Clusters of SWD wells with extreme volume and pressure utilization exist in these regions, consequently seeing an exponential rise in seismic activity. In 2021, seismic activity of magnitude 2.0 or greater increased by 74% in West Texas compared with 2020 levels, with Culberson County alone experiencing an increase of 112%. Martin, Howard and Midland counties have also observed similar increases in seismic activity.
In response to such high disposal activity, the Texas Railroad Commission (RRC) has enforced unprecedented SWD restrictions in recent months. The first response came in September and October 2021, when the RRC identified two Seismic Response Areas (SRAs), namely the Gardendale SRA and the Northern Culberson-Reeves SRA. These regions saw SWD capacity reductions, stringent reporting guidelines, and a moratorium on all new SWD permitting for at least one year.
Doubling down on the effort, the RRC recently ordered the suspension of all disposal well permits injecting produced water into deep injection wells below the top of the Strawn Formation, and especially the Ellenburger formation in the Gardendale SRA. The action applies to 33 deep disposal wells operated by 14 operators, with a total permitted disposal capacity of nearly one million barrels. The order took effect as of December 31, 2021. Of the 33 wells, 25 are currently active, two are inactive and six have been permitted but are awaiting drilling services. Of the 14 operators, ConocoPhillips experiences the largest loss of disposal capacity, with a total of 186,000 barrels shuttered, followed by Rattler Midstream at 150,000 barrels and Wasser Operating and Fasken Oil and Ranch each with a loss of 120,000 barrels of permitted disposal capacity. SWD operators in the Northern Culberson-Reeves SRA must now wait patiently to understand the full regulatory response that may befall them after watching the fate of their peers in the Gardendale SRA.
In addition to the two SRAs, the RRC has identified three additional Seismic Investigation Regions (SIRs), which it deems are at high risk of getting upgraded to SRA status, resulting in effective capacity reductions, moratoriums on all new permits, and potential suspensions like in the Gardendale. All told, the Texas RRC has reduced the SWD capacity within the SRAs by half under the current guidelines. Operators and water midstreams including ConocoPhillips, Rattler Midstream, NGL Energy Partners, Coterra Energy and Chevron stand to lose upwards of 50% of their disposal capacity in key acreage positions.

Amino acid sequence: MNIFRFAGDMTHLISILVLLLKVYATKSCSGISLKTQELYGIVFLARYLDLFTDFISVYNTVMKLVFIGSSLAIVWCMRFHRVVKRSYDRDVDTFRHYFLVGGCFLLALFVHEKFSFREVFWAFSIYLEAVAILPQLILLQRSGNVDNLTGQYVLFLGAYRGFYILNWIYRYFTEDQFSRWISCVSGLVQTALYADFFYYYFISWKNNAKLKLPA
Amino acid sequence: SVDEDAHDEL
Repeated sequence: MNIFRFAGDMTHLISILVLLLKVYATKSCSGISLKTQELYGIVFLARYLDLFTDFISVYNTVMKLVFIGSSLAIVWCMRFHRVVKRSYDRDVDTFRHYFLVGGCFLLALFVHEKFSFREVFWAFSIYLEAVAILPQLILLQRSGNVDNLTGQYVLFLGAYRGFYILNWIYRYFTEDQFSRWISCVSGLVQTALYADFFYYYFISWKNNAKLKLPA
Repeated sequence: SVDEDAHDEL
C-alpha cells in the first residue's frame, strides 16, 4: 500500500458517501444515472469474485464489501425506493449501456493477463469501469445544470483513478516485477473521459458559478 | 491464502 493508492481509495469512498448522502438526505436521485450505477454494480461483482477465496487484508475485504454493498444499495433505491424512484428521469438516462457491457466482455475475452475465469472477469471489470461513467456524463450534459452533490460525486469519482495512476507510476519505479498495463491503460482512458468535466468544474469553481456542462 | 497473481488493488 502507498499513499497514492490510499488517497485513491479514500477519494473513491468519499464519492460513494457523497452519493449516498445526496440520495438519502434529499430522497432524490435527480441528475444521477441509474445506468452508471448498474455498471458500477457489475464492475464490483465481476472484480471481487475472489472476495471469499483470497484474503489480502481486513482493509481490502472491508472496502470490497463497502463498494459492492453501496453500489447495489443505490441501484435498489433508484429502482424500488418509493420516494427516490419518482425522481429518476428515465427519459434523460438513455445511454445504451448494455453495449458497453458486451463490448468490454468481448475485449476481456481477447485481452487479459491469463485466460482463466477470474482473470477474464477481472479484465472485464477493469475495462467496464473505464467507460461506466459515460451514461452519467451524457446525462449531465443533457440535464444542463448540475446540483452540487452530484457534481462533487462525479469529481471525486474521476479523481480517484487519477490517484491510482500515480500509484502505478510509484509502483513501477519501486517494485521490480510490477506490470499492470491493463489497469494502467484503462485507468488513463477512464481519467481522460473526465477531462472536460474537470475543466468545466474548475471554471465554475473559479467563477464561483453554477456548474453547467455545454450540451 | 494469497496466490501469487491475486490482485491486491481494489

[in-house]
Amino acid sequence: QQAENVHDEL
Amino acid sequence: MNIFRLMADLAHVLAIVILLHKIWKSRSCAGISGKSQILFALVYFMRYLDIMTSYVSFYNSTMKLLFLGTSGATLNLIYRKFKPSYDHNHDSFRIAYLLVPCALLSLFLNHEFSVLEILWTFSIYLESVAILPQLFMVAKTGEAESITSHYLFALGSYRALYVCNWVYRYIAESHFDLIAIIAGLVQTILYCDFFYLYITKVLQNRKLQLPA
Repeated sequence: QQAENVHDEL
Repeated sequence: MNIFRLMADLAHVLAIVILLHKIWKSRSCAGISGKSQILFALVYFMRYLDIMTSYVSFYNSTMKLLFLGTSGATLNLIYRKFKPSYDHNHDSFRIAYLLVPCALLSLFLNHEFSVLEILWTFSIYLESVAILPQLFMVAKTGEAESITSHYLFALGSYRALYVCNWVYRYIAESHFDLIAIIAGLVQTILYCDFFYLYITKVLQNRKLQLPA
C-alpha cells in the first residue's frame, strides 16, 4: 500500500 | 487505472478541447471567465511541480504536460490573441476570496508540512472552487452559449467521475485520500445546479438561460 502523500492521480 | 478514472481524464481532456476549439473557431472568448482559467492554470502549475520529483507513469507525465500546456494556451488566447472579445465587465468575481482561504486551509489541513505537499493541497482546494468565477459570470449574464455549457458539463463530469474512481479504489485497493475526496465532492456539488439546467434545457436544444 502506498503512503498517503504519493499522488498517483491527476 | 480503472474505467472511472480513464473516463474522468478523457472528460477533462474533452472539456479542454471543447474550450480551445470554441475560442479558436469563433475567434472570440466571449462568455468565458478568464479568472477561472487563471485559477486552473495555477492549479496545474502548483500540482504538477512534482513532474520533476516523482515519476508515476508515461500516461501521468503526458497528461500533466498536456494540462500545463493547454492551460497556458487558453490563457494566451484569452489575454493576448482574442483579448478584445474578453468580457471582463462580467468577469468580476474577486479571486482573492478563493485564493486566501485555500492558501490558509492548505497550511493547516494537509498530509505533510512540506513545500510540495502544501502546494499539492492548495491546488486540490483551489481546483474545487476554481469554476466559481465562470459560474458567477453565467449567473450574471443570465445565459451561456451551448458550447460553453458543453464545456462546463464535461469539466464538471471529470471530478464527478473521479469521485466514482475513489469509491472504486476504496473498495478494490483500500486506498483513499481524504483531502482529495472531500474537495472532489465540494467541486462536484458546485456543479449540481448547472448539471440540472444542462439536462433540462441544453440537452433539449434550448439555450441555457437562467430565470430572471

Although yearly growth in the recycled water market is projected to rise, produced water is forecast to grow at nearly the same pace, meaning disposal remains an essential component of the process. Given the current regulatory environment and the potential to enact even more restrictive measures, the cost of disposing of a barrel of water in the Permian Basin will likely only increase. Options exist outside of treatment, such as piping longer distances to under-utilized SWD wells in adjacent acreage or even further distances outside the basin into the central platform where minimal seismic risk exists. Of course, the cost dictates the adoption of such solutions.
The best way to hedge against regulation and cost is to invest now in the recycling network needed to handle future barrels of water. In the most recent round of sustainability reporting, many operators have been more transparent about their water stewardship, reporting standardized metrics for the investment community to analyze. In 2022, there are likely to be even more frameworks established to calculate ESG scores and benchmark operators on their water management practices, much like on emissions. Investments need to be made today to get ahead of the curve and position well for 2022.